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Software Requirements

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... a requirement may dictate how a task is to be accomplished. Avoid telling the designer how to do this job, instead state what has to be accomplished. – PowerPoint PPT presentation

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Title: Software Requirements


1
Software Requirements
  • by
  • Zvika Gutterman
  • Adam Carmi

2
Agenda
  • Definition
  • Characteristics of requirements.
  • Types of requirements
  • Examples
  • Traffic Violation Reports System
  • Postomat (spring 2002 project) available at the
    library.

3
Definition
  • Requirement A feature/property of the system or
    a description of something the system is capable
    of doing in order to fulfill the systems
    purpose.
  • Software Requirements document
  • A set of precisely stated requirements that the
    software must satisfy.
  • Establishes boundaries on the solution space of
    the problem of developing a useful software
    system.
  • Allows a design to be validated if the
    constraints and properties specified in the
    document are satisfied by the software design,
    then that design is an acceptable solution to the
    problem.
  • A contract between developers and clients.

4
Characteristics of Requirements
5
Characteristics of requirements
  • Correct
  • Unambiguous
  • Complete
  • Testable
  • Consistent
  • Deal only with the problem
  • Modifiable
  • Traceable

6
Correct
  • Each requirement statement accurately represents
    the functionality required of the system to be
    built.
  • Example (of an incorrect requirement)
  • Problem domain (real life) states that policeman
    ID numbers are in the range 10000) and the
    requirements document requirement specifies that
    each policeman has an ID number.

7
Unambiguous
  • The difficulty of ambiguity stems from the use of
    natural language which in itself is inherently
    ambiguous.
  • There is one and only one interpretation for
    every requirement.
  • Requirement statements should be short, explicit,
    precise and clear.
  • A glossary should be used when a term used in a
    particular context could have multiple meanings
    (I.e. the user).
  • Formal requirements languages help reduce
    ambiguity.

8
Unambiguous (cont. )
  • Examples (of ambiguity)
  • The TVRS shall store changes made in the details
    of a traffic report as soon as the data is
    entered.
  • The TVRS shall not accept negative policeman age.
  • Disambiguation
  • The TVRS shall store changes made in the details
    of a traffic report if and only all input fields
    are valid and user approved saving of data (see
    sections ...)

9
Complete
  • A requirements document is complete if it
    includes all of the significant requirements,
    whether relating to functionality, performance,
    design constraints attributes or external
    interfaces.
  • No sections are marked To be determined (TBD).
  • Conforms to the company standards.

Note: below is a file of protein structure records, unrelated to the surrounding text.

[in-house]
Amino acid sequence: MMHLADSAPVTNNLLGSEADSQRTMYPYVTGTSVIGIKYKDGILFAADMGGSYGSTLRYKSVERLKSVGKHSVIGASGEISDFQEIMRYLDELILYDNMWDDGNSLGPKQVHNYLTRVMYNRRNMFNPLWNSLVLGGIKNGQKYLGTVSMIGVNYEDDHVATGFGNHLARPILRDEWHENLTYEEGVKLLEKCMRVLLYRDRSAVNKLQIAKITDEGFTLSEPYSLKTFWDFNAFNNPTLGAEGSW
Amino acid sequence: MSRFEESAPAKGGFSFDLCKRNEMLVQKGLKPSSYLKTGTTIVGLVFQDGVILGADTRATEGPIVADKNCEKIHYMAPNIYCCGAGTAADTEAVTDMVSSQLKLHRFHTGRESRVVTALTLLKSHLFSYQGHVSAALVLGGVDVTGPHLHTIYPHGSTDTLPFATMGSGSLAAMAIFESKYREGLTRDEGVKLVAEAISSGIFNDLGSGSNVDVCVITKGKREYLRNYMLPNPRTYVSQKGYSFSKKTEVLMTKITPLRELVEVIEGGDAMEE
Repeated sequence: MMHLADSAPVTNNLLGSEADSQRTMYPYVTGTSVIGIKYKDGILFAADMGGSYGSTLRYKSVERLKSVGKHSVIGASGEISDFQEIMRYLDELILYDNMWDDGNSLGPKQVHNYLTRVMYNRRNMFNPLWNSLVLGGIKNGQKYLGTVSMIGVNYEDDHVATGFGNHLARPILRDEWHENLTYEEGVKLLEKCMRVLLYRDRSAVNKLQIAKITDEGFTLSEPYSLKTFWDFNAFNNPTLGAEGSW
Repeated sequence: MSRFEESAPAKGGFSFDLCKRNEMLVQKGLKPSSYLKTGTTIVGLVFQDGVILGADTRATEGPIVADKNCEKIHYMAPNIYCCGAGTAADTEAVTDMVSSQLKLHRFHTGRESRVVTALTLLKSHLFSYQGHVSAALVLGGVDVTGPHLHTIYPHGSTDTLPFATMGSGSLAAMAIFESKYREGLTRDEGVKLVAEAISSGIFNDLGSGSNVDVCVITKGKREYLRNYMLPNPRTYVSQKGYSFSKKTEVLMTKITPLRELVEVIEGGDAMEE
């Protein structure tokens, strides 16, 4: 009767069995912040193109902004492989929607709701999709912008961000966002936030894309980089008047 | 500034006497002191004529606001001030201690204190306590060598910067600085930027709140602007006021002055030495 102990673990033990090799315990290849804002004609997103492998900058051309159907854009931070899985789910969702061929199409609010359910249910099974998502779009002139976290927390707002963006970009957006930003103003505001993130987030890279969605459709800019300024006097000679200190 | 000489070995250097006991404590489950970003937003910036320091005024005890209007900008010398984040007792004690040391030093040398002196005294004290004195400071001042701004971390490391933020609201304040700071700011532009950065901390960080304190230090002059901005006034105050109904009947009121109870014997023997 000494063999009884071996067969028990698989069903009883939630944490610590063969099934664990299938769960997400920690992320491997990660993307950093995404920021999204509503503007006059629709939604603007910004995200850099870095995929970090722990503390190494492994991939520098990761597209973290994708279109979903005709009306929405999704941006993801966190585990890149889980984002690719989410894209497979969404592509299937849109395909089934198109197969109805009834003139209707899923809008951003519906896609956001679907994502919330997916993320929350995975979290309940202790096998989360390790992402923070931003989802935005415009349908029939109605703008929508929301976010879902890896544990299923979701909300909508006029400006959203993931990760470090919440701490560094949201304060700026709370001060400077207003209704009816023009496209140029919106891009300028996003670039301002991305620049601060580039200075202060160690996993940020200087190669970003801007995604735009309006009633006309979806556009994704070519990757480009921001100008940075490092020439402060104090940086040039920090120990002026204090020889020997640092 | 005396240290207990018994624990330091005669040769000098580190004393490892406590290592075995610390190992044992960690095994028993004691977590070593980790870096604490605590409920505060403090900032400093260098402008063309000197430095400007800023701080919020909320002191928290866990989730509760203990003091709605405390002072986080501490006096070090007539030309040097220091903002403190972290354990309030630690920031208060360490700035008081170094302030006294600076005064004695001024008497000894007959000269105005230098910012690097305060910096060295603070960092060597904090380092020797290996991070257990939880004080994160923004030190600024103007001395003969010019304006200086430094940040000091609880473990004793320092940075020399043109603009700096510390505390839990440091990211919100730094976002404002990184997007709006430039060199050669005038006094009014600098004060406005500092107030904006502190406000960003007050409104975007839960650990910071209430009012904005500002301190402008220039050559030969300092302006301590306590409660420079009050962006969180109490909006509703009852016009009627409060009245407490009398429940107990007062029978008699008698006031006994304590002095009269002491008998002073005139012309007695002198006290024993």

10
Testable
  • A requirements document is testable (verifiable)
    if and only if every requirement statement in it
    is testable.
  • A requirement is testable if and only if there is
    some finite cost-effective way in which a person
    or machine can check to see if the software
    product satisfies that requirement.

11
Testable (cont.)
  • Example of a non-verifiable requirement
  • The TVRS shall complete storage of data within a
    reasonable time of the user confirming a Save
    sequence.
  • Example of a verifiable requirement
  • The TVRS shall complete storage of data within 5
    seconds of the user confirming a Save sequence,
    80 of the time.

12
Consistent
  • Three types of conflicts
  • Different terms used for the same object
  • F323 and a Policeman Details Form might be used
    to describe the same form.
  • Characteristics of objects
  • In one part of the requirements document A
    policeman ID shall consist of decimal digits
    only, while in another part Incase the
    policeman ID consists of non-alphanumerical
    characters, display an error message.

13
Consistent (cont.)
  • Logical or temporal faults A follows B in one
    part, A and B occur simultaneously in another.
  • TVRS shall support removal of a policeman record
    from the personal database vs. TVRS shall
    support read-only access to policeman details.

Do clients know what a database is?
14
Deal only with the problem
  • Requirements should state what is required at
    the appropriate system level, not how.
  • In some cases, a requirement may dictate how a
    task is to be accomplished.
  • Avoid telling the designer how to do this job,
    instead state what has to be accomplished.
  • Requirements should be understood by the clients
    as well as the developers.

15
Modifiable
  • A requirements document is modifiable if its
    structure and style are such that changes can be
    made easily, completely and consistently
  • Easy to use organization table of contents,
    index and cross references.
  • No redundancy a requirement should not be in
    more than one place.

16
Traceable
  • Each requirement should be contained in a single,
    numbered paragraph so that it may be referred to
    in other documents
  • Backward traceability - implies that we know why
    every requirement exists
  • Each requirement explicitly references its source
    in previous documents.
  • Forward traceability all documents to follow
    will be able to reference each requirement.

17
Traceable (cont.)
  • Example
  • 2.1 Functional requirements
  • 2.1.1 TVRS initialization
  • 2.1.15 TVRS shall display the user login window
    (see section 2.1.2.2)
  • 2.1.2 TVRS user interfaces
  • 2.1.2.1 All user interaction with the TVRS shall
    occur by means of a graphical user interface.
  • 2.1.2.2 User login window

18
Types of Requirements
19